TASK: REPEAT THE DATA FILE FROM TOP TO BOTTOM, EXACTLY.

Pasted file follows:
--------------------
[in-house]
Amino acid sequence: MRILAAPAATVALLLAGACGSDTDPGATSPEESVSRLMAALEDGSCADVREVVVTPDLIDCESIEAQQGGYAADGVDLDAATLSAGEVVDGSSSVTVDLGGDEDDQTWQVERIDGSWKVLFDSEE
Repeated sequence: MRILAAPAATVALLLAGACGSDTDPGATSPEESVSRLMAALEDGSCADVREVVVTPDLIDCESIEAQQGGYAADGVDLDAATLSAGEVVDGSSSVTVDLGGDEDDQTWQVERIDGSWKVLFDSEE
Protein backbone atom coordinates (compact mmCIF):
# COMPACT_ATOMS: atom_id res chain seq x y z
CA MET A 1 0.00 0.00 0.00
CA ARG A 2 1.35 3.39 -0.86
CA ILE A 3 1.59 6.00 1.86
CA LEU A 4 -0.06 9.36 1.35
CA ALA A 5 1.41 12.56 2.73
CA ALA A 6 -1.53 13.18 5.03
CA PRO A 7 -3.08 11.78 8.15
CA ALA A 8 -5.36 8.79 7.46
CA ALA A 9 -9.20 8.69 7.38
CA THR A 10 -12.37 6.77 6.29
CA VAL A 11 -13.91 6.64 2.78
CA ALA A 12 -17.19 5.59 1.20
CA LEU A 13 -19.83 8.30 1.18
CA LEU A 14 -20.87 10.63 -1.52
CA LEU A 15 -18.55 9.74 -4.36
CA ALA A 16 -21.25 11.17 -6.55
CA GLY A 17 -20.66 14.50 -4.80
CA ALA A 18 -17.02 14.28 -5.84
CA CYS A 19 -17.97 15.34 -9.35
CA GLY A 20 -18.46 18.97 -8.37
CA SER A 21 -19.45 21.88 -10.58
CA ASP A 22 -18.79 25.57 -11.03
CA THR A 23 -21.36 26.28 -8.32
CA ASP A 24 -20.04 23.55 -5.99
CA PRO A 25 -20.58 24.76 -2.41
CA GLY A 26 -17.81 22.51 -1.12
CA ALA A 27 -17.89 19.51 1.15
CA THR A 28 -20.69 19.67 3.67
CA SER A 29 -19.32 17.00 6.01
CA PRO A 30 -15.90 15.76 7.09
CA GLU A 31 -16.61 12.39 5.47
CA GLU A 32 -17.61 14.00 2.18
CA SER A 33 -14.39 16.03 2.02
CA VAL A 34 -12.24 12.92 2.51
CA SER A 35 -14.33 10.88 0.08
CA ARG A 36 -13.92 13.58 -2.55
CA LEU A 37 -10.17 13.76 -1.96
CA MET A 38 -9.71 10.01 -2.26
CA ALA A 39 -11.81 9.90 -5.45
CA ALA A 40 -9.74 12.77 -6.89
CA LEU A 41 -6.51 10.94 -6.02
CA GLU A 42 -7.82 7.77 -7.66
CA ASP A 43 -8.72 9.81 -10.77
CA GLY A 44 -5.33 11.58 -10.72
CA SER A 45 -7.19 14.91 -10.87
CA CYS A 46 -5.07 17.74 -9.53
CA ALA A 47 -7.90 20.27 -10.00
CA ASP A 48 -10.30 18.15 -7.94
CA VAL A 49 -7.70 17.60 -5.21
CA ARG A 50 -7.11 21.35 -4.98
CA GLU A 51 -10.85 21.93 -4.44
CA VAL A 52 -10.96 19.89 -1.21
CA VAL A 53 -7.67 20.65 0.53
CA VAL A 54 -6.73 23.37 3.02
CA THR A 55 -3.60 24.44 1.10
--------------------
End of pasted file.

[in-house]
Amino acid sequence: MRILAAPAATVALLLAGACGSDTDPGATSPEESVSRLMAALEDGSCADVREVVVTPDLIDCESIEAQQGGYAADGVDLDAATLSAGEVVDGSSSVTVDLGGDEDDQTWQVERIDGSWKVLFDSEE
Repeated sequence: MRILAAPAATVALLLAGACGSDTDPGATSPEESVSRLMAALEDGSCADVREVVVTPDLIDCESIEAQQGGYAADGVDLDAATLSAGEVVDGSSSVTVDLGGDEDDQTWQVERIDGSWKVLFDSEE
Protein backbone atom coordinates (compact mmCIF):
# COMPACT_ATOMS: atom_id res chain seq x y z
CA MET A 1 0.00 0.00 0.00
CA ARG A 2 1.35 3.39 -0.86
CA ILE A 3 1.59 6.00 1.86
CA LEU A 4 -0.06 9.36 1.35
CA ALA A 5 1.41 12.56 2.73
CA ALA A 6 -1.53 13.18 5.03
CA PRO A 7 -3.08 11.78 8.15
CA ALA A 8 -5.36 8.79 7.46
CA ALA A 9 -9.20 8.69 7.38
CA THR A 10 -12.37 6.77 6.29
CA VAL A 11 -13.91 6.64 2.78
CA ALA A 12 -17.19 5.59 1.20
CA LEU A 13 -19.83 8.30 1.18
CA LEU A 14 -20.87 10.63 -1.52
CA LEU A 15 -18.55 9.74 -4.36
CA ALA A 16 -21.25 11.17 -6.55
CA GLY A 17 -20.66 14.50 -4.80
CA ALA A 18 -17.02 14.28 -5.84
CA CYS A 19 -17.97 15.34 -9.35
CA GLY A 20 -18.46 18.97 -8.37
CA SER A 21 -19.45 21.88 -10.58
CA ASP A 22 -18.79 25.57 -11.03
CA THR A 23 -21.36 26.28 -8.32
CA ASP A 24 -20.04 23.55 -5.99
CA PRO A 25 -20.58 24.76 -2.41
CA GLY A 26 -17.81 22.51 -1.12
CA ALA A 27 -17.89 19.51 1.15
CA THR A 28 -20.69 19.67 3.67
CA SER A 29 -19.32 17.00 6.01
CA PRO A 30 -15.90 15.76 7.09
CA GLU A 31 -16.61 12.39 5.47
CA GLU A 32 -17.61 14.00 2.18
CA SER A 33 -14.39 16.03 2.02
CA VAL A 34 -12.24 12.92 2.51
CA SER A 35 -14.33 10.88 0.08
CA ARG A 36 -13.92 13.58 -2.55
CA LEU A 37 -10.17 13.76 -1.96
CA MET A 38 -9.71 10.01 -2.26
CA ALA A 39 -11.81 9.90 -5.45
CA ALA A 40 -9.74 12.77 -6.89
CA LEU A 41 -6.51 10.94 -6.02
CA GLU A 42 -7.82 7.77 -7.66
CA ASP A 43 -8.72 9.81 -10.77
CA GLY A 44 -5.33 11.58 -10.72
CA SER A 45 -7.19 14.91 -10.87
CA CYS A 46 -5.07 17.74 -9.53
CA ALA A 47 -7.90 20.27 -10.00
CA ASP A 48 -10.30 18.15 -7.94
CA VAL A 49 -7.70 17.60 -5.21
CA ARG A 50 -7.11 21.35 -4.98
CA GLU A 51 -10.85 21.93 -4.44
CA VAL A 52 -10.96 19.89 -1.21
CA VAL A 53 -7.67 20.65 0.53
CA VAL A 54 -6.73 23.37 3.02
CA THR A 55 -3.60 24.44 1.10